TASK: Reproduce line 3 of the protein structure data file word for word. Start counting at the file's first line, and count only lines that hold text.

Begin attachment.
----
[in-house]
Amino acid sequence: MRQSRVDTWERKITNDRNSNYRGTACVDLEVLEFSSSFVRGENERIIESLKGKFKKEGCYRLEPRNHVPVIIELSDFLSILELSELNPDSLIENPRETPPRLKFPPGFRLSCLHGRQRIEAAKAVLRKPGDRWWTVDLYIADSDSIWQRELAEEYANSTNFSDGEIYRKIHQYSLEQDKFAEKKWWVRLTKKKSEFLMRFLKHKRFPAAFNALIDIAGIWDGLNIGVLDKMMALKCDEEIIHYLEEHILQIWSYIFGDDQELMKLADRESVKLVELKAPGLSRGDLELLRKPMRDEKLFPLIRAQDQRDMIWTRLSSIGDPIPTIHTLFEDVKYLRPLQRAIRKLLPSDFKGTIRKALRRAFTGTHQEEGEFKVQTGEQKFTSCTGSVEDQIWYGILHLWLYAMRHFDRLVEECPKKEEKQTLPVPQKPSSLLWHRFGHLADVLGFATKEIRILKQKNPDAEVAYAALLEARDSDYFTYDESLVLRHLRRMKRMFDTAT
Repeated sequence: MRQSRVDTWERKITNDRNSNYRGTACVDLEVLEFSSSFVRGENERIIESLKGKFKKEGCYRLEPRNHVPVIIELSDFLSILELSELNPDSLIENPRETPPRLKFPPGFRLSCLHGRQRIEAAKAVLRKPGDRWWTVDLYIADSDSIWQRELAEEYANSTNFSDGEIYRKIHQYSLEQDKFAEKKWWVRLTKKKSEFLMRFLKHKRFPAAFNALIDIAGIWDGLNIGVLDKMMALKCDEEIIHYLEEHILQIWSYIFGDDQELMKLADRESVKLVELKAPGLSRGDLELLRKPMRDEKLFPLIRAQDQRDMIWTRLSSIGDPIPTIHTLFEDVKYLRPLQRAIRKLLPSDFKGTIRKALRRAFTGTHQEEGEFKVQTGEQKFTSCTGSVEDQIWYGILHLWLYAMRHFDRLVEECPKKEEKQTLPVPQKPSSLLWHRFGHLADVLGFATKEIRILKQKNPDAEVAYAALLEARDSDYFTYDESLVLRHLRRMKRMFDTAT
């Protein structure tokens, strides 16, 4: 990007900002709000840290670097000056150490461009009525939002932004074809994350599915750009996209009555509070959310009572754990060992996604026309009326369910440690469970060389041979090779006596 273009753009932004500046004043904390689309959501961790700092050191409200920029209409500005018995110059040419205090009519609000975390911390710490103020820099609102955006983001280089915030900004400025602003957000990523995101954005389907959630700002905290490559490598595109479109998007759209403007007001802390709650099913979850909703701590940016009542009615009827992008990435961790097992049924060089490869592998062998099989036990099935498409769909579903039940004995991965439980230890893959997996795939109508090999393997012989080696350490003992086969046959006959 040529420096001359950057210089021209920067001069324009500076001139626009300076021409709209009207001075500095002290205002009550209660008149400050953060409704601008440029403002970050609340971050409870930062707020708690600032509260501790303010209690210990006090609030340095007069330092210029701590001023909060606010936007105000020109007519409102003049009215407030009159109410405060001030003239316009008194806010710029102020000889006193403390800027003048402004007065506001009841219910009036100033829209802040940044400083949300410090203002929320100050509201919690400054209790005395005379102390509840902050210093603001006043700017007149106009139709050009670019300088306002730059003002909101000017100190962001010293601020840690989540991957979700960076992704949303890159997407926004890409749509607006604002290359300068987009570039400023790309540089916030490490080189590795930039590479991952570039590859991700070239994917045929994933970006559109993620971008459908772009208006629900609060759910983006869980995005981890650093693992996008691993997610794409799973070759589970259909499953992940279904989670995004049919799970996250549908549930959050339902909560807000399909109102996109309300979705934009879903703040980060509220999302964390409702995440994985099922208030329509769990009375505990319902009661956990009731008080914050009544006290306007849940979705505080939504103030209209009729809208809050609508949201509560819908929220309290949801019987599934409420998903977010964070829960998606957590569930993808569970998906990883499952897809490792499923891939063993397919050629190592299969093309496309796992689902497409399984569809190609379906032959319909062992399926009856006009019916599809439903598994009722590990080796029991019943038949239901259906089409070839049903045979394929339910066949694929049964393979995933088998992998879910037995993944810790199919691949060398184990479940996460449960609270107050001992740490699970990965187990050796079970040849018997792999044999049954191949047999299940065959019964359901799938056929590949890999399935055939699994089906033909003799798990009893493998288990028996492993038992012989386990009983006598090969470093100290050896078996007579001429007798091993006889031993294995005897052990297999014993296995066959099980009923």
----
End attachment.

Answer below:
Repeated sequence: MRQSRVDTWERKITNDRNSNYRGTACVDLEVLEFSSSFVRGENERIIESLKGKFKKEGCYRLEPRNHVPVIIELSDFLSILELSELNPDSLIENPRETPPRLKFPPGFRLSCLHGRQRIEAAKAVLRKPGDRWWTVDLYIADSDSIWQRELAEEYANSTNFSDGEIYRKIHQYSLEQDKFAEKKWWVRLTKKKSEFLMRFLKHKRFPAAFNALIDIAGIWDGLNIGVLDKMMALKCDEEIIHYLEEHILQIWSYIFGDDQELMKLADRESVKLVELKAPGLSRGDLELLRKPMRDEKLFPLIRAQDQRDMIWTRLSSIGDPIPTIHTLFEDVKYLRPLQRAIRKLLPSDFKGTIRKALRRAFTGTHQEEGEFKVQTGEQKFTSCTGSVEDQIWYGILHLWLYAMRHFDRLVEECPKKEEKQTLPVPQKPSSLLWHRFGHLADVLGFATKEIRILKQKNPDAEVAYAALLEARDSDYFTYDESLVLRHLRRMKRMFDTAT